Lisa LeBlanc w/Quiet Parade
Saturday November 4, 8pm
The Seahorse Tavern, 2037 Gottingen Street
Lisa LeBlanc's been thinking a lot about high school lately. After all, it is autumn, the season of nostalgia. Walking through curling fallen leaves back in her hometown, just last week, she found herself back in the garages of her youth, playing favourites like CCR and The Traveling Wilburys, jamming with a handful of friends from those tender early years. "It's very humbling," LeBlanc says. "There's no bullshit."
This scene: Roaming around Rogersville, New Brunswick ("...a population of 50," LeBlanc says, chuckling) is in stark contrast with the life the Acadian musician has become accustomed to. Possibly responsible for the birth of the term "trash folk," LeBlanc may not receive more than a nod of friendly recognition in the grocery store of her hometown. But in Europe, she's famous.
Her self-titled album, the first of three from the singer—who writes her songs in both English and French, on banjo and guitar—sold 140,000 copies.
LeBlanc's music draws on Gillian Welch, Yves Montand, Ben Lee, a million French artists and maybe, from a little closer to home, B.A. Johnson. There is incisive vulnerability and insight—hidden in songs about Kraft Dinner—atop deceitfully talented playing.
LeBlanc toured Europe last summer opening for The Strumbellas, though over there, she already has a following of her own. (She plays the Seahorse on Saturday.) Under duress, she'll admit her fantasy playbill would be alongside the late Tom Petty. "He just seems like a nice guy from Florida!" she says. "You just wanna be his buddy. He writes great songs. They're so simple...simple and great."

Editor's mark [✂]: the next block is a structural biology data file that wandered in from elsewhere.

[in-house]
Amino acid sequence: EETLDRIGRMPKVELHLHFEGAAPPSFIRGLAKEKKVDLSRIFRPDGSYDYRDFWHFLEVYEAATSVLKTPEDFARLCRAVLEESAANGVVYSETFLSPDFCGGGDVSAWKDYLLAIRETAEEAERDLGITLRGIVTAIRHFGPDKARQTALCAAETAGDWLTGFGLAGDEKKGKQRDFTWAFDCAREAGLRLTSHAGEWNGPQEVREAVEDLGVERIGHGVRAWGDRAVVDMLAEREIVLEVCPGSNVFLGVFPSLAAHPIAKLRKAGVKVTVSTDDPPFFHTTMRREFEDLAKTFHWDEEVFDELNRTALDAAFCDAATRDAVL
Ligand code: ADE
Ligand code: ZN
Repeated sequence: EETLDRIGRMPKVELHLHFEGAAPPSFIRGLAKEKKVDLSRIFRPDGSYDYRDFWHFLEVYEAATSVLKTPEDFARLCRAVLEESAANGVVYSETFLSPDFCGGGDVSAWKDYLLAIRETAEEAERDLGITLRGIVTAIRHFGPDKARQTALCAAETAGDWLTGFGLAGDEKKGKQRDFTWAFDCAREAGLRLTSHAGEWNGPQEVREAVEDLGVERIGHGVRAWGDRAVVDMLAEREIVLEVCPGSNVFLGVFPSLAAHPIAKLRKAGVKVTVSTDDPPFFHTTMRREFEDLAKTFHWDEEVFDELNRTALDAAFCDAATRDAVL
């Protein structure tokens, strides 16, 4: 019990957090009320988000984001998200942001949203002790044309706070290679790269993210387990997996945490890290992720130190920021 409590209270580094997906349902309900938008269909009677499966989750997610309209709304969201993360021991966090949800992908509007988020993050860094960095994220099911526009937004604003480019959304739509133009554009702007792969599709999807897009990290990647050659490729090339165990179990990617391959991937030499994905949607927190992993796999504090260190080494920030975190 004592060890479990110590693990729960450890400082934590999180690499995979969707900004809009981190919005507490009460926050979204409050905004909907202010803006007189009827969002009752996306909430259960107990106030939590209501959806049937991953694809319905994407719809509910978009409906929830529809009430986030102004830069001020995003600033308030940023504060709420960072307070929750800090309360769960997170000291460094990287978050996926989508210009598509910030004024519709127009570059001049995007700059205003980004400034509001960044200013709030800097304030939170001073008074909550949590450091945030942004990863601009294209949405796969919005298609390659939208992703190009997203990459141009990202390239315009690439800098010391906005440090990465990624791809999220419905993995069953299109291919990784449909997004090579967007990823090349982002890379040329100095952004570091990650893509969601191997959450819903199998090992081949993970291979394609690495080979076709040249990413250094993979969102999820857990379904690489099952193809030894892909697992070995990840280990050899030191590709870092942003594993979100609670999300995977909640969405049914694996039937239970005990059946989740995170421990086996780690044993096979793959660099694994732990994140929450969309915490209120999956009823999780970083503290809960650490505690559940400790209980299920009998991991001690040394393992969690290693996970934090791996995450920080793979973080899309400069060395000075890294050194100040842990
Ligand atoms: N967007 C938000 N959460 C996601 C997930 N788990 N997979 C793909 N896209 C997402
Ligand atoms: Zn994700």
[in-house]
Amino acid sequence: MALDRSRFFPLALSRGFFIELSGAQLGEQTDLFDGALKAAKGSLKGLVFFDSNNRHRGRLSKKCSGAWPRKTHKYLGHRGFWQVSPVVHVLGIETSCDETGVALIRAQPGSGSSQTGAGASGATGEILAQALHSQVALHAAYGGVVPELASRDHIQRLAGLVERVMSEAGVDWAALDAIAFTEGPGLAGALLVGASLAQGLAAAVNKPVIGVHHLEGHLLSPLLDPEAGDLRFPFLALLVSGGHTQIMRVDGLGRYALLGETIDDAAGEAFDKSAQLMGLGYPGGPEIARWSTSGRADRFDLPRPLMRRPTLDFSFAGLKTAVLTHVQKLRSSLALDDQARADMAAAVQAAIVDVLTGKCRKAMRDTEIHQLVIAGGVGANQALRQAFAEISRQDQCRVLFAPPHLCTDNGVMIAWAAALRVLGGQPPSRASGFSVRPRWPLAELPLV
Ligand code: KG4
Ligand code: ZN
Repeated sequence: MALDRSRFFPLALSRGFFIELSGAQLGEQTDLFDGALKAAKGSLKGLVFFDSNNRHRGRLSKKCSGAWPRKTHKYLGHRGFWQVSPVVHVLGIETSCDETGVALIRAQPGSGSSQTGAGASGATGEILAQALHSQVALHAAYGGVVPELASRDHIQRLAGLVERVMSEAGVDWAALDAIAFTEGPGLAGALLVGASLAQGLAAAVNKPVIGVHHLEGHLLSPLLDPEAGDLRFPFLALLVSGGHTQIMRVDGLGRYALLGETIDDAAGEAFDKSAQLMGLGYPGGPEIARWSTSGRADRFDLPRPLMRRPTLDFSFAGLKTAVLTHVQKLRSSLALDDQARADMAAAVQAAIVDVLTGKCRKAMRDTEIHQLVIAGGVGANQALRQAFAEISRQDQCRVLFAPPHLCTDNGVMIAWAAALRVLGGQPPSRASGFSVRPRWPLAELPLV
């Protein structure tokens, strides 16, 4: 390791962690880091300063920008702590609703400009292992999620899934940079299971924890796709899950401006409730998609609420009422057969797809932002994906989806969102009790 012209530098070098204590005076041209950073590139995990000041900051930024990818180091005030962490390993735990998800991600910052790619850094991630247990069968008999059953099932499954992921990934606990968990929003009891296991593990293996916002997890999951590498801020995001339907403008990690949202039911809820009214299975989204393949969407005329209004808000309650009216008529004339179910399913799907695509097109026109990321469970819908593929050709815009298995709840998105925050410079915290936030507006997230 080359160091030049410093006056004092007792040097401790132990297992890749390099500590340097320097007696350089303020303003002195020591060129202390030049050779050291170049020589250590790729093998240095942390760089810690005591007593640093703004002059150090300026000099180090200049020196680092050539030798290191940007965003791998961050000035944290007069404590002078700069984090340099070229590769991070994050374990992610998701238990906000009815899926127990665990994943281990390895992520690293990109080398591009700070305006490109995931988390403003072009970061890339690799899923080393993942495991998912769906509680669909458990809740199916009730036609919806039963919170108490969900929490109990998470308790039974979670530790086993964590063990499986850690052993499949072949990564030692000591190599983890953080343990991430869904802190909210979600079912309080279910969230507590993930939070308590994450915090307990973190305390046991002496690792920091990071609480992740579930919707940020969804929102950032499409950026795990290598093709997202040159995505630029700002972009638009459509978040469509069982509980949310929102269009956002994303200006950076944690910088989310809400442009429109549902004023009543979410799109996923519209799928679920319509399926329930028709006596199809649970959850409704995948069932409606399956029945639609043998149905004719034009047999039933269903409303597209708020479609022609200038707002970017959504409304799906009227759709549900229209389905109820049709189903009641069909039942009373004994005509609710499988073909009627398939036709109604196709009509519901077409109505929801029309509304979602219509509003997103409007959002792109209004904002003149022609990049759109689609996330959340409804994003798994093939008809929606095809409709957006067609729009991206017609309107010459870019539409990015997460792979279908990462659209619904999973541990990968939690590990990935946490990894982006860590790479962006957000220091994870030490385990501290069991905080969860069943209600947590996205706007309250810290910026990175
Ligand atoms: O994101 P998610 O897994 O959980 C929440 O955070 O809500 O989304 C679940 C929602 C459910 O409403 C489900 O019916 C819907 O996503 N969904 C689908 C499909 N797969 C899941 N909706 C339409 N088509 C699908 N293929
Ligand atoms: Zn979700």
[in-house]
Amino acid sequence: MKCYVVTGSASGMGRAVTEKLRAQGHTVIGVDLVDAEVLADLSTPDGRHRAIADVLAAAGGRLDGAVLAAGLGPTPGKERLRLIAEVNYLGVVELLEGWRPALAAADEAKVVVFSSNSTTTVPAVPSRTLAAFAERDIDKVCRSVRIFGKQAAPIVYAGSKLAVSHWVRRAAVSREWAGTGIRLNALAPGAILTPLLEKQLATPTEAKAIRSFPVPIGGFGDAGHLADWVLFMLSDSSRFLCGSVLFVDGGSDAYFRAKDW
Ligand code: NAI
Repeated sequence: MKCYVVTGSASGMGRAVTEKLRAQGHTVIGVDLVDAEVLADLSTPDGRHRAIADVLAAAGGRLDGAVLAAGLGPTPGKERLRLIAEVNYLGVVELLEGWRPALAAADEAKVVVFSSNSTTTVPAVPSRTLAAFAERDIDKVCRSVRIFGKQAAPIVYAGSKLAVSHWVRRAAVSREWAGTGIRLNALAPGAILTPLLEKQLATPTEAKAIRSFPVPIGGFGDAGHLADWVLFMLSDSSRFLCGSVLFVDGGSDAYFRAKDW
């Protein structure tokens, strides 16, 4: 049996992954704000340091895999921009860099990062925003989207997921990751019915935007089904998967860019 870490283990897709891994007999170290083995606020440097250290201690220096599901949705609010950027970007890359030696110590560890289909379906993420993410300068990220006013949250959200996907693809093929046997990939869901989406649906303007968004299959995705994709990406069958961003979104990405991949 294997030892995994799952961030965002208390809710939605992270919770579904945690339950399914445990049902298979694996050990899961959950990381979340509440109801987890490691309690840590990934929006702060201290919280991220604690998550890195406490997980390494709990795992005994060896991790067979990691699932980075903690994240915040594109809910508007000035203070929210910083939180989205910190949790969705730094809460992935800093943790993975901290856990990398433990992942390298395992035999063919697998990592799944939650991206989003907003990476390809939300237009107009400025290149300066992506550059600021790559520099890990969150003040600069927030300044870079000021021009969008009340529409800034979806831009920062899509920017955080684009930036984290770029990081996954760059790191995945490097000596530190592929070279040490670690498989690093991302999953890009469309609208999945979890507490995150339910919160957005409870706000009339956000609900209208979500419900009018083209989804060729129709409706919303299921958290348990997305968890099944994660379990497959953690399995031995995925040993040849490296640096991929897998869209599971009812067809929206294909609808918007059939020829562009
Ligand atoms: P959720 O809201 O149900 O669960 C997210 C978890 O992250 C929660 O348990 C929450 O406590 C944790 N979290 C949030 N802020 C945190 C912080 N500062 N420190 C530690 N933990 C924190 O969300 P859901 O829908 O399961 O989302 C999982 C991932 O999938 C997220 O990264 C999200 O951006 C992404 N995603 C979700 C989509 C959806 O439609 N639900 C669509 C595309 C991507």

LeBlanc seems to have unintentionally described her own cache. This spring, she's got a tour of the US and Germany booked. But she'll sooner tell you about the concert she's preparing for back home, in Rogersville, where she hasn't performed in eight years.
She'll rejoin her eighth grade guitar teacher, Norm, who she sought out on that trip home last week. They'll play, just like she used to, in a bar, to faces in the crowd, who recognize her from before she was famous. They'll do covers: "Proud Mary," "Handle With Care," the classics. "Coming back home," she says, "it's the greatest thing on earth."